The findings show that personal attitudes (PA), perceived behavioural control (PBC) and need for achievement (NFA) variables affect students' entrepreneurial intentions and alertness (EIA) in Turkey, Poland, and Kosovo. PA and PBC mediate the impact of NFA on EIA. In addition, analyses show that the country variable does not have a moderator effect on EIA, PA, NFA and PBC variables. The findings reveal that students' perceptions of EIA differ by country.

Research limitations/implications

The sample comes from a university in three countries; therefore, these results cannot be generalised to the entire population. In addition, the study was carried out with a cross-sectional study urging the need for a longitudinal analysis of the data, which may provide better results.

Practical implications

Results can benefit policymakers and higher education administrators for resource planning, organising educational curricula and strategic policy plans for building the entrepreneurial ecosystem.

Originality/value

The originality of this article is that it presents a model to reveal the effect of PA, PBC and NFA variables on EIA in three different countries.

Details

Journal of Enterprising Communities: People and Places in the Global Economy, vol. ahead-of-print no. ahead-of-print
Type: Research Article
ISSN: 1750-6204

Keywords

Article
Publication date: 8 February 2021

Gentrit Berisha, Besnik Krasniqi, Justina Shiroka-Pula and Enver Kutllovci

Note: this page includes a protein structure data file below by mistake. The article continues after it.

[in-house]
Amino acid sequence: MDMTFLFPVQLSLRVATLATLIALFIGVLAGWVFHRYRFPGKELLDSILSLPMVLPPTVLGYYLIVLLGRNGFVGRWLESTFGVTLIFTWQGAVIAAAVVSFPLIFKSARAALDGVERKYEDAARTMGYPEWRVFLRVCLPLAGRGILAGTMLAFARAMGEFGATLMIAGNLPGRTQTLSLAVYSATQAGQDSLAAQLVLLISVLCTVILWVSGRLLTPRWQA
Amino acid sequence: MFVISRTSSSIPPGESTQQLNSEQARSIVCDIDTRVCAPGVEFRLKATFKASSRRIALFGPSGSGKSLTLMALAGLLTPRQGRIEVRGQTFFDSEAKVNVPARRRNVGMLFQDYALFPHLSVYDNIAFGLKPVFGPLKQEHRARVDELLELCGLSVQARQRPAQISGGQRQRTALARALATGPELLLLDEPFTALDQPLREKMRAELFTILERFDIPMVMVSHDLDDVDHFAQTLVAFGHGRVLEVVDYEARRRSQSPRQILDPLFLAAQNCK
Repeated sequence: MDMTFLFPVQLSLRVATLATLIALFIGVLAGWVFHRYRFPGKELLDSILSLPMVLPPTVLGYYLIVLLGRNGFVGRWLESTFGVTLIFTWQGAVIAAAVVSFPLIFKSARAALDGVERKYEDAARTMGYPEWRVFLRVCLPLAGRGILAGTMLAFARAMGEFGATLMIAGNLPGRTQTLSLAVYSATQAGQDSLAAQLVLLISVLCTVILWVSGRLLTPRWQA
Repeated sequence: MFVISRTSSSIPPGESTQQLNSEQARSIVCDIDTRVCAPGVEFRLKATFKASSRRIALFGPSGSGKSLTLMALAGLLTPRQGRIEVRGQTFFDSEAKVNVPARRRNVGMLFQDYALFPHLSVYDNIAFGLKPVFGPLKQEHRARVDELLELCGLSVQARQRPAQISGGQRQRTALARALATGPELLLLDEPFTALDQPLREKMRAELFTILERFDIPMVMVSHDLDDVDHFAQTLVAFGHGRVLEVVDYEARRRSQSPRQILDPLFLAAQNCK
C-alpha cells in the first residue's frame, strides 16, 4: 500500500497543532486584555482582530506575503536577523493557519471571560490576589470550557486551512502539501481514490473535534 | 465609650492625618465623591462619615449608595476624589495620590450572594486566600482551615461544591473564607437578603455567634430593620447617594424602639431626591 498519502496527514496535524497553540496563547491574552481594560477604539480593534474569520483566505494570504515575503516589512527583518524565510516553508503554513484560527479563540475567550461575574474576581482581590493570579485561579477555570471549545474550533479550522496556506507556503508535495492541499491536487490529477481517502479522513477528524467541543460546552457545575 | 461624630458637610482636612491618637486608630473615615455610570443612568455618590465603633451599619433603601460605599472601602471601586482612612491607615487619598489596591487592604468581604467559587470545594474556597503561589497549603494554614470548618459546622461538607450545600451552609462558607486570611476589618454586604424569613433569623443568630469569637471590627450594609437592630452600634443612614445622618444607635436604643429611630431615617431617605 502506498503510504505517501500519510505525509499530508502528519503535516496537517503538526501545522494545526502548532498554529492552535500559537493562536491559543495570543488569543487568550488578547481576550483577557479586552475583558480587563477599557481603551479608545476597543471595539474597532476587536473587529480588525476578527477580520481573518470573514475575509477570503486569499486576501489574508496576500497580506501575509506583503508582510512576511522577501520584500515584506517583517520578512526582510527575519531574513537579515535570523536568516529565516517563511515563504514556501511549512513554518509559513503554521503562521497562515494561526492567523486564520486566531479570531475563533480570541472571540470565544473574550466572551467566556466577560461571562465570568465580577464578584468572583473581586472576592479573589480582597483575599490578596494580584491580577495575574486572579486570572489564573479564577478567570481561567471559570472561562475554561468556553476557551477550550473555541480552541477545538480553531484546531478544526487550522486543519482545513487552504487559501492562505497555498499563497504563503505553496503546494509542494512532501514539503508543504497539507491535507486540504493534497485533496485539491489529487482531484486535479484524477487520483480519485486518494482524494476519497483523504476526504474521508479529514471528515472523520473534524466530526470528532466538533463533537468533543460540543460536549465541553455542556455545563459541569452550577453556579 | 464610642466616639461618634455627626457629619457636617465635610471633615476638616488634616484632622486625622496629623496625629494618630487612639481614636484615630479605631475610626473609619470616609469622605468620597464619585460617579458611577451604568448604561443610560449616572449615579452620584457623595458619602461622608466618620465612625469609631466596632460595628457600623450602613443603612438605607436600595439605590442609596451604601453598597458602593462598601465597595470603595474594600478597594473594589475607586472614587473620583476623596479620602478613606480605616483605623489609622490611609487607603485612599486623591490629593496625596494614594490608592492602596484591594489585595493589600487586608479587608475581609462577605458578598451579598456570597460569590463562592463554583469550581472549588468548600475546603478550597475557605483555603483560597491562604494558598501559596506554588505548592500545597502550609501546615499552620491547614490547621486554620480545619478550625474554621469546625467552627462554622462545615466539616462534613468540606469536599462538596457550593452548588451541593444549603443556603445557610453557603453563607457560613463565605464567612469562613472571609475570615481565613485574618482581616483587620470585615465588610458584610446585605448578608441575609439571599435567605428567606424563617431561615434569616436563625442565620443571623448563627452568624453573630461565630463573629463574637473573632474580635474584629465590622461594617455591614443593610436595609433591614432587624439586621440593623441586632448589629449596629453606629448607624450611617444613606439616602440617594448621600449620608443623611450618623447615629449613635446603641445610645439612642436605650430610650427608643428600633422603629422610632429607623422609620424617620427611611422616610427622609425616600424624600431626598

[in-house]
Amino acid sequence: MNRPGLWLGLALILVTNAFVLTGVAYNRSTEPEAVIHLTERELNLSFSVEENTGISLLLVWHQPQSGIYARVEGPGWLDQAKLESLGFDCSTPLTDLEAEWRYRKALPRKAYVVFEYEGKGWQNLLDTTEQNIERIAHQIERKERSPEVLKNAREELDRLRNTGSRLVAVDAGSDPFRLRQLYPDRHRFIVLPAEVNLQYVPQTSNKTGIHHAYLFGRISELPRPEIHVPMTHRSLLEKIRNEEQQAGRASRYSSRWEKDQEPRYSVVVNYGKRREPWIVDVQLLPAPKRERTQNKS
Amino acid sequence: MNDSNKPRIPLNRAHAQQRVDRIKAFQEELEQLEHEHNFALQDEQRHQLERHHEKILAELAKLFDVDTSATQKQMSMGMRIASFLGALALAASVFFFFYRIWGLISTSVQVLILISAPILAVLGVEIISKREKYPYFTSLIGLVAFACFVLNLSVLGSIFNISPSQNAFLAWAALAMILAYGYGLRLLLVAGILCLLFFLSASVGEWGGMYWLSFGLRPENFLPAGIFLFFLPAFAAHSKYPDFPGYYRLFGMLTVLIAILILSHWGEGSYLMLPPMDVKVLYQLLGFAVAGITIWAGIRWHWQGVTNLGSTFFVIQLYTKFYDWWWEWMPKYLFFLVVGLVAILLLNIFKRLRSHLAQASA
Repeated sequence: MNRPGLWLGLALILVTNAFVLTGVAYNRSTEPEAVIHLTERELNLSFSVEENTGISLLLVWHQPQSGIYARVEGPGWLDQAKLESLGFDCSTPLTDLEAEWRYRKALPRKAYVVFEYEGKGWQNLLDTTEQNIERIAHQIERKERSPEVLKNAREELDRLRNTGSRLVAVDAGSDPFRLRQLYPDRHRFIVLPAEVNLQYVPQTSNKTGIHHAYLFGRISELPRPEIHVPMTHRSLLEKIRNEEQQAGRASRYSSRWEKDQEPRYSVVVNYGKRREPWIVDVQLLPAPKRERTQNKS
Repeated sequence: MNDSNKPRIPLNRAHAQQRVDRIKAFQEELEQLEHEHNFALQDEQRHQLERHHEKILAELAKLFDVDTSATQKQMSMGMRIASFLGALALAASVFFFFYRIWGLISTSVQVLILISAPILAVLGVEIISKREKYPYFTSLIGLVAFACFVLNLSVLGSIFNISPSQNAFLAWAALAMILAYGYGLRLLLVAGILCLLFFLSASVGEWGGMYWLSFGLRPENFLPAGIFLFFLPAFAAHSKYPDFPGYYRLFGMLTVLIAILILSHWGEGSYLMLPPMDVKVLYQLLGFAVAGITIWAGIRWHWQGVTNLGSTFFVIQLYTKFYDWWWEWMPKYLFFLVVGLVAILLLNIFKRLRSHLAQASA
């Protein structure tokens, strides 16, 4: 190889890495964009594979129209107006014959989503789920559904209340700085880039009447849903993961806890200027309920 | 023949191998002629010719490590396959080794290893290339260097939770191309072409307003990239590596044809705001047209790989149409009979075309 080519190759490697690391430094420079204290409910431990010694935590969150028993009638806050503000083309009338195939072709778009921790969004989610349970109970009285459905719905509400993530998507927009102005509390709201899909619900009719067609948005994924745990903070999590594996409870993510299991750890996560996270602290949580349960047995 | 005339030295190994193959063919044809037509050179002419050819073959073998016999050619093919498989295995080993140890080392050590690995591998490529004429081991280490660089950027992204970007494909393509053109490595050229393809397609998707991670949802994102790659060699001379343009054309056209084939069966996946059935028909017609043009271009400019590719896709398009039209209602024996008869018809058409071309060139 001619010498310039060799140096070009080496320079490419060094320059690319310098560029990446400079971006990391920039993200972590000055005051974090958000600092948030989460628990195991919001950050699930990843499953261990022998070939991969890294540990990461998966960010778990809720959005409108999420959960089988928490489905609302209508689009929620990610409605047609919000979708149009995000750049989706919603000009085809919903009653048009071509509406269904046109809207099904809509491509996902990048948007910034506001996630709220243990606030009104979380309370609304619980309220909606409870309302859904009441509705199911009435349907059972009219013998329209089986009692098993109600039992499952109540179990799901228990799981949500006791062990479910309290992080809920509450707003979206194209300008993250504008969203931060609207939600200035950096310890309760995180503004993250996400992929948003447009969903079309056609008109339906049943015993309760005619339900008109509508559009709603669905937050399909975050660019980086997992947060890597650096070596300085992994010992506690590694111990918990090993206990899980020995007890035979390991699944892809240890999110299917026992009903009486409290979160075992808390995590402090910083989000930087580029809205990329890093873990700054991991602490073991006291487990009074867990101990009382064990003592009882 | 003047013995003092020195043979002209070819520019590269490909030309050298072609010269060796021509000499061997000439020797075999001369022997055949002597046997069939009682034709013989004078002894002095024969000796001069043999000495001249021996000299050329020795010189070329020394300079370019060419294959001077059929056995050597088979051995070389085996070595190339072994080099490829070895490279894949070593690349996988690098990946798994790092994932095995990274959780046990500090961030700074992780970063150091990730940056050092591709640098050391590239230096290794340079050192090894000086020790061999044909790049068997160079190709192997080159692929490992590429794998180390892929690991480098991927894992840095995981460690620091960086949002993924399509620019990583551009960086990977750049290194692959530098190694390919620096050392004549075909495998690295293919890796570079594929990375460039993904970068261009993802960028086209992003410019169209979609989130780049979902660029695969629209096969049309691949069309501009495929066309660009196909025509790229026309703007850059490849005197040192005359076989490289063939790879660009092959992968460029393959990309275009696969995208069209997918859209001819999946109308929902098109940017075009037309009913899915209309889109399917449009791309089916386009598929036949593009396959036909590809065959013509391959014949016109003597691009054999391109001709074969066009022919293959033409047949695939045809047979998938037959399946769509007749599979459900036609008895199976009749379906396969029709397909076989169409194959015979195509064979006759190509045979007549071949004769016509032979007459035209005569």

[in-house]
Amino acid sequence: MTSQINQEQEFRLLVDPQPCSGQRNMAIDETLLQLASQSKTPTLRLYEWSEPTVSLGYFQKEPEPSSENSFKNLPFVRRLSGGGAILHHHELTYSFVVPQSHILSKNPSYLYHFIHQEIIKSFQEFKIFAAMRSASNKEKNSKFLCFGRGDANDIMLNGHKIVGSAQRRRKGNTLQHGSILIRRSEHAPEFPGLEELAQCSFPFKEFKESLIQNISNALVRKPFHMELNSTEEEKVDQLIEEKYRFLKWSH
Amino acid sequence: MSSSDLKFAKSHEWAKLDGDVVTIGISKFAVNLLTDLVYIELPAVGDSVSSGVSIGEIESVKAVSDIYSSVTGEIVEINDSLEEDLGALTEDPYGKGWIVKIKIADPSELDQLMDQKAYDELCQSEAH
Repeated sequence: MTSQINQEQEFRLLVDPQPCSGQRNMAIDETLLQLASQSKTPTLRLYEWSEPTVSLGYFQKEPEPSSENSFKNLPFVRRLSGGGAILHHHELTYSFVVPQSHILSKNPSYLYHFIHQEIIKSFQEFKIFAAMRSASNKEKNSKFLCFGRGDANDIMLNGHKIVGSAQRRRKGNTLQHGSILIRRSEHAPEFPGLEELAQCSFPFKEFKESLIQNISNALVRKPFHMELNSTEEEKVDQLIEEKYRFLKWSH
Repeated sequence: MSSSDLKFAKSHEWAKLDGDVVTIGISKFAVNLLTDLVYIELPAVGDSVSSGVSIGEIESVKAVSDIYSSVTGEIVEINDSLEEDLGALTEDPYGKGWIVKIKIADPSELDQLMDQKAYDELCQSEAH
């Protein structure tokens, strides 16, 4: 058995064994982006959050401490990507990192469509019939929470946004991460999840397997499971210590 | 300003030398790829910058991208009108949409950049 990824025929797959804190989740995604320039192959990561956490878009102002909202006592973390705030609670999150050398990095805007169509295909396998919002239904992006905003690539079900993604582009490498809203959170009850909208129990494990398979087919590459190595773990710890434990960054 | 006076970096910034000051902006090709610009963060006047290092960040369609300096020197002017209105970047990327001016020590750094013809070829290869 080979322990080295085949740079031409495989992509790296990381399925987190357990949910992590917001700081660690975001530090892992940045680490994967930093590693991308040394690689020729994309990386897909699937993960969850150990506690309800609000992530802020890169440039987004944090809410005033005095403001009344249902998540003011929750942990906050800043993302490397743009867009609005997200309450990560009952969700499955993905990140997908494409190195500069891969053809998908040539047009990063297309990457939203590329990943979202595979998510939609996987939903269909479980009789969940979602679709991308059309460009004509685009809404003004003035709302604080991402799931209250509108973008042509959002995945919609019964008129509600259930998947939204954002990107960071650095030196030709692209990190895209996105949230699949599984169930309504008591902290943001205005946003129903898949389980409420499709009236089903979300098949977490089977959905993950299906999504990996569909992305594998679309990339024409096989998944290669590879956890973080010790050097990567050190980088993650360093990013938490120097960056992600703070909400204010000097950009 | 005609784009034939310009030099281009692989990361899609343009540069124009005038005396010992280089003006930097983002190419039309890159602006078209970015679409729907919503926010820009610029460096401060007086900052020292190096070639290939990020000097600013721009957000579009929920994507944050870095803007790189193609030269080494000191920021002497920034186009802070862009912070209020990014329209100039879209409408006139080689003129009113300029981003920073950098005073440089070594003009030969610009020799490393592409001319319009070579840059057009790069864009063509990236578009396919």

This paper aims to investigate the relationship between conflict handling styles (CHS) of business managers in their entrepreneurial intentions (EI). The business…

Abstract

Purpose

This paper aims to investigate the relationship between conflict handling styles (CHS) of business managers in their entrepreneurial intentions (EI). The business manager’s propensity to become entrepreneurs is a relatively unexplored area of research. The relationship between conflict handling style and entrepreneurial intention is under-researched, particularly in a developing country like Kosovo.

Design/methodology/approach

A self-report questionnaire containing measures of conflict handing style, entrepreneurial intention and demographics was delivered to business managers in Kosovo.

Findings

Forcing style has a positive and statistically significant relationship with entrepreneurial intention. Yielding, compromising, problem solving and avoiding have weak and insignificant effects on EI.

Research limitations/implications